The builders of a high-rise block of apartments in central Wellington resisted getting translations done of important Chinese quality control documents.
Emails newly released to RNZ by the Wellington City Council show it dropped its demand for the translation after the steel supplier complained about the cost, and the project director suggested simply blanking out all the Chinese text.
However, since then, the council has once again changed its mind.
It said just yesterday that the translation was still a live issue, even though it was “satisfied with the design and construction of the building”.
The 20-storey 114-apartment block at 111 Dixon Street is almost finished structurally, though it is still waiting for code compliance sign-off from the council, which it said it would not give until it sees the certification that backs up the independent testing of the structural steel imported from China.
The council has been faced with wading through a mass of quality assurance, or QA, documents.
“It is fair to say that there is a mountain of information,” the project director Robb Noble, of 111 Dixon Contracts, told the council by email in February this year.
111 Dixon Contracts was set up by the developers 111 Dixon Ltd to complete the apartment block after the main contractor Arrow collapsed early this year; Arrow has since been liquidated owing $39m.
The emails show Mr Noble and the council agreed that instead of the council checking all the documents, they would ask the project’s engineer Stephen Mitchell for a “comprehensive statement” that he had checked them and was satisfied (in addition to the usual Producer Statement, or PS4, from him attesting the building had been constructed as designed).
But the council wanted something else as well.
“In relation to the information in the QA not written in English, can you have this translated by an independent translator and verified by an affidavit?” the council’s team leader of operations Matthew Hodgkinson emailed Mr Noble in mid-April.
On 17 April, Robb Noble replied: “The translation you suggest can be done but given the volume of documentation this would be quite a task and no doubt expensive. As a suggestion, what if we simply had the Chinese redacted from the documents? I could do a trial sample and let you have a look at it first before we did the whole document.”
But blanking out the Chinese text was not a goer.
“I have spoken with my management team and we would like the documents translated into English as this information is critical to us forming reasonable grounds for compliance,” Mr Hodgkinson emailed.
“Removing the information in Chinese would be altering their original documents. By having the documents translated by an independent translator and verified by an affidavit ensures that there is a complete and full translation of the document.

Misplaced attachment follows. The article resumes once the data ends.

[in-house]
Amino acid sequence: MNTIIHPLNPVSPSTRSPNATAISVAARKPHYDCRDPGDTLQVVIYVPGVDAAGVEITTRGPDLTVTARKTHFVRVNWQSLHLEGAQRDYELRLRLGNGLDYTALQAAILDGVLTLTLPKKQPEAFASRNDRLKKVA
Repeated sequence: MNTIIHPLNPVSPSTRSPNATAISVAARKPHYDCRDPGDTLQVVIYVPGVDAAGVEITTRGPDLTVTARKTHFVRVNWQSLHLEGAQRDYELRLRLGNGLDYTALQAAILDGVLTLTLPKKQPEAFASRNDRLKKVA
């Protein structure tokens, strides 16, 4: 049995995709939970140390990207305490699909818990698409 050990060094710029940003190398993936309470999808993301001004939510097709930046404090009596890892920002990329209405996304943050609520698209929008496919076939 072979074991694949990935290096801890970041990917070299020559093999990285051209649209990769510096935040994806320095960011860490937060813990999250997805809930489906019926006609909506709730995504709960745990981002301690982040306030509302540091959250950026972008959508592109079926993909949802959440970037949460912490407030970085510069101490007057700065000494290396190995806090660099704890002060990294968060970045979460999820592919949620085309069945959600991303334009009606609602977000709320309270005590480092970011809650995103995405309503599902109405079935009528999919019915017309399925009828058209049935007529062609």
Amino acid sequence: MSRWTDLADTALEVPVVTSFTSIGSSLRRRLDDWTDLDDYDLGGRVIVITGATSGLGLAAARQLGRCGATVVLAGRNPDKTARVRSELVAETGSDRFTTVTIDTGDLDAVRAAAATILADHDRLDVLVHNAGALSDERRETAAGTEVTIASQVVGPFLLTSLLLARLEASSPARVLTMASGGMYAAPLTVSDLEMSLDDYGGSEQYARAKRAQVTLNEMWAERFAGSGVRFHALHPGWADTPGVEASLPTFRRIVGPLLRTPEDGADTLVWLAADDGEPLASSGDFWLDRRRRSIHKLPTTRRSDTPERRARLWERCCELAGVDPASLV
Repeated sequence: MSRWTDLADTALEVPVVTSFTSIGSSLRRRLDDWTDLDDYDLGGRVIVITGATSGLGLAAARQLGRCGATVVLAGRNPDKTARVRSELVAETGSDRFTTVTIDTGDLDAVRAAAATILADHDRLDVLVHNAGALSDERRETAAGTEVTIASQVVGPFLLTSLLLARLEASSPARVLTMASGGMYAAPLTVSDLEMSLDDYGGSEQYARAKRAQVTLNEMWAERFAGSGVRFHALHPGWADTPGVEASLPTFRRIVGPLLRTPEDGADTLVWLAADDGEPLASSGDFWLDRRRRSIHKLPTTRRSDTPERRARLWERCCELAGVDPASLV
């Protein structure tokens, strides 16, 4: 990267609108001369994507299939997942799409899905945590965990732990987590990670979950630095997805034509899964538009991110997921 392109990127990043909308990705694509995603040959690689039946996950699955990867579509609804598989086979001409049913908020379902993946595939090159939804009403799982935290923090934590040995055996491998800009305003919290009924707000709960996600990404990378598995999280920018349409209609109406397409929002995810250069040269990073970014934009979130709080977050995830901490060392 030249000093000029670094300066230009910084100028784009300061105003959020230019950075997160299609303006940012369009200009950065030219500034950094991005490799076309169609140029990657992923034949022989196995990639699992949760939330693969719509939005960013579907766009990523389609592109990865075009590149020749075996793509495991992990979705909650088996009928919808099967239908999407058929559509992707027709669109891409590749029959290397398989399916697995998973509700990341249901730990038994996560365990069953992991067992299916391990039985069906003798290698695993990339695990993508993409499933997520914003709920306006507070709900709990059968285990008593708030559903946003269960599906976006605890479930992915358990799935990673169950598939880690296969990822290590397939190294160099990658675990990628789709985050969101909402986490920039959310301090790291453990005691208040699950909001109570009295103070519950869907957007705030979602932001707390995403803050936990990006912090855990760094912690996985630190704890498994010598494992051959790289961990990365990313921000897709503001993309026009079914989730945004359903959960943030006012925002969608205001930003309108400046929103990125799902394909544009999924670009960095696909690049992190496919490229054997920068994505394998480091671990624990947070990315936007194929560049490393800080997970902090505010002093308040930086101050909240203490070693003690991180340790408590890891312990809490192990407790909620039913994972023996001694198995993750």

“I appreciate this is a big task but we have to be able to interpret the information we receive.”
The developer alerted the steel’s supplier, a small Palmerston North company Pinnacle Rigging led by Cameron Easton.
In late May, Mr Easton emailed the council: “The translation of QA document for the Dixon is proving to be a lengthy and costly exercise with costs estimated to exceed $20k; costs which we had not allowed for.
“Is there a more cost-effective approach that meets your requirements?
“As a suggestion, Pinnacle Rigging could provide a signed covering letter that would state that ‘Pinnacle Rigging agrees that WCC accepts no responsibility for any items written in Chinese text’ or words to that effect. Your earliest reply would be much appreciated.”
Three hours later Matthew Hodgkinson came back: “I have spoken to the lawyers at council and we agree that a statement from you covering the sourcing of the steel … will be sufficient as this is supplied with the PS4… Also, to answer your question about the translation – this is no longer required.”
Mr Noble told RNZ he was not aware the emails had been released until we spoke to him on Monday.
All the QA documents were in Chinese and English to start with, and it seemed that when the council understood this, it realised its demand was “silly”, he said.
However, he had no view on why the emails don’t mention this at all.
Mike Cole of the developer 111 Dixon Ltd in early July told RNZ there has been a “rigorous sign-off procedure culminating in an agreed sign off process”.
As for the translation, “we have made it clear to Robb [Noble] that cost wasn’t an issue – if we needed to get the documents translated we would have,” Mr Cole said by email on Monday.
The council told RNZ that it had received all the necessary information about the steel required “at this time”.
This included the PS4 and Pinnacle Rigging’s covering statement about the steel, which had been “confirmed by the assessment of an qualified independent engineer”.
However, the developers had yet to provide certification about the independent testing regime, the council said.
When the council asked for this certification in July, it referenced an email from Arrow telling RNZ in December last year that it was using such a regime.
The council did not respond when asked why it did not ascertain the testing regime was good enough before the apartment tower was built, rather than wait till it was already up; or how it had approved a QA process when it was based at least in part on information written in untranslated Chinese.